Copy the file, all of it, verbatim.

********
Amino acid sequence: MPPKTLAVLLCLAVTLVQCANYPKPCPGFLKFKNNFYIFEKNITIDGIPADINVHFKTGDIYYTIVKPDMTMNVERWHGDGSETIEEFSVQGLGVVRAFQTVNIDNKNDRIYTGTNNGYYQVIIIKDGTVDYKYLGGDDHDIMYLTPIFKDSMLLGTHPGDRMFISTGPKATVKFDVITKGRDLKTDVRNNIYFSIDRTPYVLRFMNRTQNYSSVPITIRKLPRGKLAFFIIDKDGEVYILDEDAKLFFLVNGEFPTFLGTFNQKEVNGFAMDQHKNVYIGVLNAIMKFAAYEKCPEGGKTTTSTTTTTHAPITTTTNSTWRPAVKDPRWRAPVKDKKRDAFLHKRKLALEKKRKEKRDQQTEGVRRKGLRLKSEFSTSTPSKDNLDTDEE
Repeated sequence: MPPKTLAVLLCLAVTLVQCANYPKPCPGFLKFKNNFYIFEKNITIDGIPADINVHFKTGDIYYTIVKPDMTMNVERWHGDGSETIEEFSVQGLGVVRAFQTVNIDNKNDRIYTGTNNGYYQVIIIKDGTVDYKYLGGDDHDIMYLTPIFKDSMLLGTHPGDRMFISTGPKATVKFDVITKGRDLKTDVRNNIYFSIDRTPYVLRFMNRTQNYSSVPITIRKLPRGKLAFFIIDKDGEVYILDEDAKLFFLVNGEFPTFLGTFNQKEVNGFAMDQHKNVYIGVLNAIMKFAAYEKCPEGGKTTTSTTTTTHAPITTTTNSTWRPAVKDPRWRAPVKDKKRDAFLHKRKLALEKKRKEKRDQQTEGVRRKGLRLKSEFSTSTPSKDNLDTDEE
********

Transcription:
Amino acid sequence: MPPKTLAVLLCLAVTLVQCANYPKPCPGFLKFKNNFYIFEKNITIDGIPADINVHFKTGDIYYTIVKPDMTMNVERWHGDGSETIEEFSVQGLGVVRAFQTVNIDNKNDRIYTGTNNGYYQVIIIKDGTVDYKYLGGDDHDIMYLTPIFKDSMLLGTHPGDRMFISTGPKATVKFDVITKGRDLKTDVRNNIYFSIDRTPYVLRFMNRTQNYSSVPITIRKLPRGKLAFFIIDKDGEVYILDEDAKLFFLVNGEFPTFLGTFNQKEVNGFAMDQHKNVYIGVLNAIMKFAAYEKCPEGGKTTTSTTTTTHAPITTTTNSTWRPAVKDPRWRAPVKDKKRDAFLHKRKLALEKKRKEKRDQQTEGVRRKGLRLKSEFSTSTPSKDNLDTDEE
Repeated sequence: MPPKTLAVLLCLAVTLVQCANYPKPCPGFLKFKNNFYIFEKNITIDGIPADINVHFKTGDIYYTIVKPDMTMNVERWHGDGSETIEEFSVQGLGVVRAFQTVNIDNKNDRIYTGTNNGYYQVIIIKDGTVDYKYLGGDDHDIMYLTPIFKDSMLLGTHPGDRMFISTGPKATVKFDVITKGRDLKTDVRNNIYFSIDRTPYVLRFMNRTQNYSSVPITIRKLPRGKLAFFIIDKDGEVYILDEDAKLFFLVNGEFPTFLGTFNQKEVNGFAMDQHKNVYIGVLNAIMKFAAYEKCPEGGKTTTSTTTTTHAPITTTTNSTWRPAVKDPRWRAPVKDKKRDAFLHKRKLALEKKRKEKRDQQTEGVRRKGLRLKSEFSTSTPSKDNLDTDEE